|Carruthers' Demise, Chapters Twenty Two & Twenty Three (standard:drama, 2640 words) [12/24] show all parts|
|Author: Brian Cross||Added: Feb 06 2012||Views/Reads: 1128/704||Part vote: 0.00 (0 votes)|
|In her absence, Chelsey Carruthers is accused of murder, much to her husband Martin's chagrin. Continuation of my drama.|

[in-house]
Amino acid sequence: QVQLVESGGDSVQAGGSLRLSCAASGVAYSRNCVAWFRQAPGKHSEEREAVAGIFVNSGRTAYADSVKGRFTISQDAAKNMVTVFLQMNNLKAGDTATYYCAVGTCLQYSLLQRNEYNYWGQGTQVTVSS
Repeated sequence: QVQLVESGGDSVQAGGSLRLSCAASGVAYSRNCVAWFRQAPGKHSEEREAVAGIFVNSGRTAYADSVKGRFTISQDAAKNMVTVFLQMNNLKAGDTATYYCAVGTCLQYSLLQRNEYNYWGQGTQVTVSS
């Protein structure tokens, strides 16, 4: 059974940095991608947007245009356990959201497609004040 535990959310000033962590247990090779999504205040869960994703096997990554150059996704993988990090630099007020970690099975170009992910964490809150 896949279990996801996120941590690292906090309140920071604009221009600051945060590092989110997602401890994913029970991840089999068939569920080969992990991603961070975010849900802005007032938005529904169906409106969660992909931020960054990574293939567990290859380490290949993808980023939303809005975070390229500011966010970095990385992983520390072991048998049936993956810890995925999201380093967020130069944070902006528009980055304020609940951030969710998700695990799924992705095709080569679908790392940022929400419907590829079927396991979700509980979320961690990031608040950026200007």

Chapter Twenty Two Carruthers felt belittled and betrayed. As Casey's agent, he'd no idea of any direct association between her and Goldhawk. When she'd first approached him as a wannabe writer, with what he thought was a promising manuscript, he'd taken her into his ‘stable' and negotiated a contract with Goddard and Co. Two of her subsequent novels had proved best sellers and he'd assumed that editor-in-chief, Goldhawk, had accepted her work on literary and commercial merit. To have that belief challenged by Jacqueline's denouncement of her and the implication that she'd gone behind his back left a foul taste. He'd taken Chelsey's derogatory comments about her writing as sour grapes at her rising success, but was there more to it than that? Jacqueline obviously thought there was. Yes, Casey was a hit with the public in her genre and Carruthers had thought it was a reflection on his own ability to spot talent, but she'd also been afforded an unusual amount of advance publicity, it wasn't common practice at all. And what was he to make of Jacqueline's referral to a ‘lesbian scorned?' It had immediately followed her accusations against Casey but when he'd questioned her on her utterance she'd remained tight lipped. It might have been more of a blow to his self-esteem had Chelsey's disappearance not held sway. Because as determined as he was to confront Casey over her behaviour, he needed to return to the New Forest, to find Foulkes and to track down Noades. Both could hold the key to locating Chelsey, and much as he shuddered at the prospect, only when the mystery was solved could he begin to tackle normality. He was acutely aware of the need to advise Manners of his actions, and no matter what the Inspector might make of them, he wasn't a prisoner; at least as yet. Carruthers sat in his car outside Jacqueline's gates and called Manners on his direct line. ‘I know you're not going to like this,' he began, fingers tapping the wheel, ‘but I've got my own life to live while this is going on, and as I'm not prime suspect I'm returning to the New Forest for a day or two – I thought you should be told.' ‘On the contrary,' came Manners' smooth reply. ‘I find that quite acceptable.' There was a pause and then a sneeze. ‘Are you on your way now?' ‘As a matter of fact, yes,' Carruthers said firing the engine. ‘Why do you ask?' ‘So that I know when to expect you. Shall we say Lyndhurst police headquarters then, around two pm?' Carruthers clutched his forehead. ‘What's going on?' ‘There's been a development.' ‘Which of course you're not going to tell me about,' Carruthers said caustically. ‘Correction; which I will tell you about upon your arrival. I wouldn't want to encourage you to use your mobile phone when driving.' ‘Thanks a bunch.' Carruthers terminated the call, his head beginning to throb. Surely any new development must include Chelsey. Had the man no compassion that he couldn't understand how his obsession with secrecy played on people's emotions? He arrived back in Lyndhurst two hours later, the journey having done nothing for his spirits – outbreaks of rain had prevailed throughout his drive, and now, stepping out of his air-conditioned vehicle he was aware of an increasing humidity. He'd over an hour to wait until his appointment with Manners, and after showering in his hotel room Carruthers took a brisk walk to the newsagent along the high street where the bold headline on the placard Click here to read the rest of this story (265 more lines)
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